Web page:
Marketing and communication leaders usually turn to the likes of Zappos, Threadless and P&G — not government — for inspiration. Most of us have become so used to slow, boring and irrelevant government communication that we treat business and consumers as our only sources of innovation.
But it's time to dig deeper, because beneath the bureaucracy there are changes afoot in government communication — changes that should inspire every marketing or communication leader in any sector or nation worldwide.
In particular, I'm talking about government's use of digital media to consult with stakeholders about public policy. When researching my latest report, I learned there has been more than 100 examples of this in Australia alone so far.
You may not know the name Michael Greene, but if you're a Forrester client or you read this blog regularly then you've certainly seen his work. As a researcher on our team, Michael produces some great research -- most notably on the topics of sponsorships and video advertising. Below, Michael shares his thoughts on one of our latest research topics, sourcing video creative:
In our first two reports in the Video Strategy series, we have detailed how online video has moved beyond the exclusive domain of media and entertainment companies. From travel to financial web sites, video is now ubiquitous across the internet.
We analysts always tend to want to be the first on the stage with impending news and blogs are a perfect medium for getting information out as quickly as possible. In fact, blogs can even sometimes be just a little ahead of the news it is predicting, and are sometimes held responsible for the said event. That is why financial analysts, when they blog, always disclose their portfolios in relation to the companies mentioned in the blog.
Payment preferences still vary widely across European countries. Data from our European Technographics Retail, Customer Experience, And Travel Online Survey, Q3 2009 shows that payment patterns are partly determined by whether domestic debit cards can be used to shop online. In markets where debit cards work online, they are the most popular online payment method. In markets where debit cards don’t work online, online shoppers seek alternatives. Online payment services like PayPal are on the rise in Europe: 36% of online buyers regularly used PayPal in 2009 compared with 26% in 2006, while cash on delivery is used less.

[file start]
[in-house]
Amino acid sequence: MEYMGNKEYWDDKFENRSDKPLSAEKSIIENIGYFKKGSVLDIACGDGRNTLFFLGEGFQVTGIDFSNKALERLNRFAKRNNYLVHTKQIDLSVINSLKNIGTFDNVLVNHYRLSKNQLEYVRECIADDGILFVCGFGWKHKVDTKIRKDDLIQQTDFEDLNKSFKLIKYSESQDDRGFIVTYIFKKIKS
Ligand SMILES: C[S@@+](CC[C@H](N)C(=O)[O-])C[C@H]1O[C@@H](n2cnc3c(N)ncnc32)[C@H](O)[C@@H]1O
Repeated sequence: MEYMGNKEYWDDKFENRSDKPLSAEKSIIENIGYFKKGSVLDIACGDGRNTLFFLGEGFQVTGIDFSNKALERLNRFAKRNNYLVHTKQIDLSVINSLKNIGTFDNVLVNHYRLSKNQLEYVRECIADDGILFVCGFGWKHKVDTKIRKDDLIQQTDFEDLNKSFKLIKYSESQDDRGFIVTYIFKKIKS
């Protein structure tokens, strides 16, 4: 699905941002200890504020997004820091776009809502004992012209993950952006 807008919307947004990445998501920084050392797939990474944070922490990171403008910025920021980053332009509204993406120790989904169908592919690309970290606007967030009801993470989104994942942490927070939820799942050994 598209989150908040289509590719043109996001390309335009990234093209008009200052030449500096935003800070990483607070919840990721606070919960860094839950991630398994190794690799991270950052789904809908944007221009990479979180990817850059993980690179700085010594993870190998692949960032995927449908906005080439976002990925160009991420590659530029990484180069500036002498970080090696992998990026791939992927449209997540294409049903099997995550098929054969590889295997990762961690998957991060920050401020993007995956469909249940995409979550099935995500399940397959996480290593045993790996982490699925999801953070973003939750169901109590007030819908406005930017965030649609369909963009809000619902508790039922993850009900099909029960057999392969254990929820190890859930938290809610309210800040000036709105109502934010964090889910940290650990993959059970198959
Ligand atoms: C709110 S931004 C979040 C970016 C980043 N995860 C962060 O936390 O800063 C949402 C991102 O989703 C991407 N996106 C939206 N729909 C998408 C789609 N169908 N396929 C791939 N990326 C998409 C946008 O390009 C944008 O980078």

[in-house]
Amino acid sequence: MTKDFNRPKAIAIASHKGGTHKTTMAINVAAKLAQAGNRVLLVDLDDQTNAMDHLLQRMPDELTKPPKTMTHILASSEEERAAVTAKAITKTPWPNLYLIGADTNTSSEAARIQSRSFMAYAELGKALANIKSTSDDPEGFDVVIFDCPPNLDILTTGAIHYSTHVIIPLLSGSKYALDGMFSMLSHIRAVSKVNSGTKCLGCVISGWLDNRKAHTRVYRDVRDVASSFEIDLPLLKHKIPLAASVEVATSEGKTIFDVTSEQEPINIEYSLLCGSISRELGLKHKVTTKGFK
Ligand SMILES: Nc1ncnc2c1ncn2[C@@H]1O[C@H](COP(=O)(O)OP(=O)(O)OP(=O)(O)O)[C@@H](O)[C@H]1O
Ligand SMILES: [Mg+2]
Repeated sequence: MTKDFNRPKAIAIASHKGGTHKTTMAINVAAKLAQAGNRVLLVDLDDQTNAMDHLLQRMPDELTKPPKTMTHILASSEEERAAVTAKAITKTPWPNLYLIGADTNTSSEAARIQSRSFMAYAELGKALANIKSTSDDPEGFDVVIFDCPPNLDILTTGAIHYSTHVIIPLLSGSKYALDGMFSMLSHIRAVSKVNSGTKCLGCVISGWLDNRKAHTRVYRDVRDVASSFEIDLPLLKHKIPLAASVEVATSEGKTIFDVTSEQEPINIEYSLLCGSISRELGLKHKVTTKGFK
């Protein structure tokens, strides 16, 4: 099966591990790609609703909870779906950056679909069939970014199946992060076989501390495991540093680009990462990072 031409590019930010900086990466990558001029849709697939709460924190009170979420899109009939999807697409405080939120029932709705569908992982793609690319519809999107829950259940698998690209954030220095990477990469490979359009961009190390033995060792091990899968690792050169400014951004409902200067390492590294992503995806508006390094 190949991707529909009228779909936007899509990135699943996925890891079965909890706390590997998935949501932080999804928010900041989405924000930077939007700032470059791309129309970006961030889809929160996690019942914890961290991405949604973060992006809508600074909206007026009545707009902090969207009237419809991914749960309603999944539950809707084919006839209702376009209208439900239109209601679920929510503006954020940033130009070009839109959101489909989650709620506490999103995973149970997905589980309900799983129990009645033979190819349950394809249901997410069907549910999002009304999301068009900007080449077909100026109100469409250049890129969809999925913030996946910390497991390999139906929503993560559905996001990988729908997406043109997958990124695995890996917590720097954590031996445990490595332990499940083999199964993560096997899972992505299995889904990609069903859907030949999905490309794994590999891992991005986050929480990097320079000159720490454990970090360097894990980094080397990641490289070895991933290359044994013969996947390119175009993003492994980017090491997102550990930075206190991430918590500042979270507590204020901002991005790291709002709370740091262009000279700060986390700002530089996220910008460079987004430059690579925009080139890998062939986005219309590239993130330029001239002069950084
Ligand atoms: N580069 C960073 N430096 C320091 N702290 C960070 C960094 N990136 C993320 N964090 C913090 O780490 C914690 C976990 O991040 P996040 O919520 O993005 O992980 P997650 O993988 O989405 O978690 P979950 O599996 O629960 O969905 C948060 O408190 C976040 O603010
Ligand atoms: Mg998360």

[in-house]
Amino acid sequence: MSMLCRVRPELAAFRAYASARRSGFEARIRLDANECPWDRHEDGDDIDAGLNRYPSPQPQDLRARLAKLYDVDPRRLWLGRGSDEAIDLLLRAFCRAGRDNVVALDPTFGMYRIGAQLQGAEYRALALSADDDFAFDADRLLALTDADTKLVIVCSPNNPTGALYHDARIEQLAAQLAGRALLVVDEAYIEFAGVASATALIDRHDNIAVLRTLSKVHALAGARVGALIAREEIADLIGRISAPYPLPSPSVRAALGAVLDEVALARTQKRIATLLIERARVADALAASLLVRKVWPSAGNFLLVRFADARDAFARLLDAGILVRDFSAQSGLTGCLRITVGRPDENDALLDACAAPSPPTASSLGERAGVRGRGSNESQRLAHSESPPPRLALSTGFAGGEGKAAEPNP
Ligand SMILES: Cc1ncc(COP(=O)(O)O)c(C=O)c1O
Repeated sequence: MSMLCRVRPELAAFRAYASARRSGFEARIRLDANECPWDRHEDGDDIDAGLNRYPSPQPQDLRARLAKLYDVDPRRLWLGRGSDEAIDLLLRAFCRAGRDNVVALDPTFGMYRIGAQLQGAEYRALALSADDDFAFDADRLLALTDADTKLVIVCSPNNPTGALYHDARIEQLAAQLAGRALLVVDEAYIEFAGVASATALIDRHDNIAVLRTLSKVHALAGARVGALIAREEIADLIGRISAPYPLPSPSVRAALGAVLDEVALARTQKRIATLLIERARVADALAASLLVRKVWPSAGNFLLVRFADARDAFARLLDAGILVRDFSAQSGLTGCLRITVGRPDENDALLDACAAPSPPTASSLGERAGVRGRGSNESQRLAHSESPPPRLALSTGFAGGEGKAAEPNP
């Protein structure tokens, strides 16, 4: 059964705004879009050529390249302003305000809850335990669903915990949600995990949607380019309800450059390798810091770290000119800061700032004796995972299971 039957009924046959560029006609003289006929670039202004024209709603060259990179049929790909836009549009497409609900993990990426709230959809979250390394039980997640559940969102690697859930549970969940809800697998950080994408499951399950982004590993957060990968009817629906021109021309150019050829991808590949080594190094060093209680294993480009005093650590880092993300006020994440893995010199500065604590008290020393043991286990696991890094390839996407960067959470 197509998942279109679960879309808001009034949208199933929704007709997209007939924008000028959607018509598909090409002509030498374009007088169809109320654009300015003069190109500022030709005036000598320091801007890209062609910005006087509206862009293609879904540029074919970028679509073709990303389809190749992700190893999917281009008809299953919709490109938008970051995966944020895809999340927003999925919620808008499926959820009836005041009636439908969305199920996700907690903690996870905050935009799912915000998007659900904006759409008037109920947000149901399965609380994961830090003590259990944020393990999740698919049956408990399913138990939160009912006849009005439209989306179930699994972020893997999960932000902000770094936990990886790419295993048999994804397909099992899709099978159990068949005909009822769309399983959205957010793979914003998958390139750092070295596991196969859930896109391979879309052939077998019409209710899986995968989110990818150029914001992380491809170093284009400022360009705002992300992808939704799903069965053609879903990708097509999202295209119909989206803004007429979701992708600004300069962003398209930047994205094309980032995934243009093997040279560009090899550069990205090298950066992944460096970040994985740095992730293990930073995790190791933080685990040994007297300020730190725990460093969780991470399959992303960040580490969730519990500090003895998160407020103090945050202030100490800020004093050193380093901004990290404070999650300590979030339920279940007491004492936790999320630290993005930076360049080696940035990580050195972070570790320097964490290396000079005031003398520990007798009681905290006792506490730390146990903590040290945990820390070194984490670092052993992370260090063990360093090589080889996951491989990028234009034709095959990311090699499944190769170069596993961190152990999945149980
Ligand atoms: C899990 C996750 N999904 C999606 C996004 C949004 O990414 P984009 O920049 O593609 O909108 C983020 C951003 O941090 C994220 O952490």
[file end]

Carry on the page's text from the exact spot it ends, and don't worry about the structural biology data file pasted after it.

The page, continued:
About ten years ago, when Forrester was writing some of our early research on effective Web design, we noticed a pattern among leading companies. They told us they were finding it very helpful to use design personas - models of customers based on qualitative research into real customers, but presented as vivid stories about individuals (not segment descriptions). These tools enabled them to stay focused on the needs of their most important customers when designing online experiences.
Since then, design personas have become fairly mainstream design tools in North American companies, and increasingly common in Europe and Japan - not only for Web design, but across all channels. However, the quality of personas varies enormously from company to company. For example, I'm evaluating personas from UK interactive agencies at the moment and although some are clearly well researched, engaging, helpful to designers and believable, others seem to be mere stereotypes.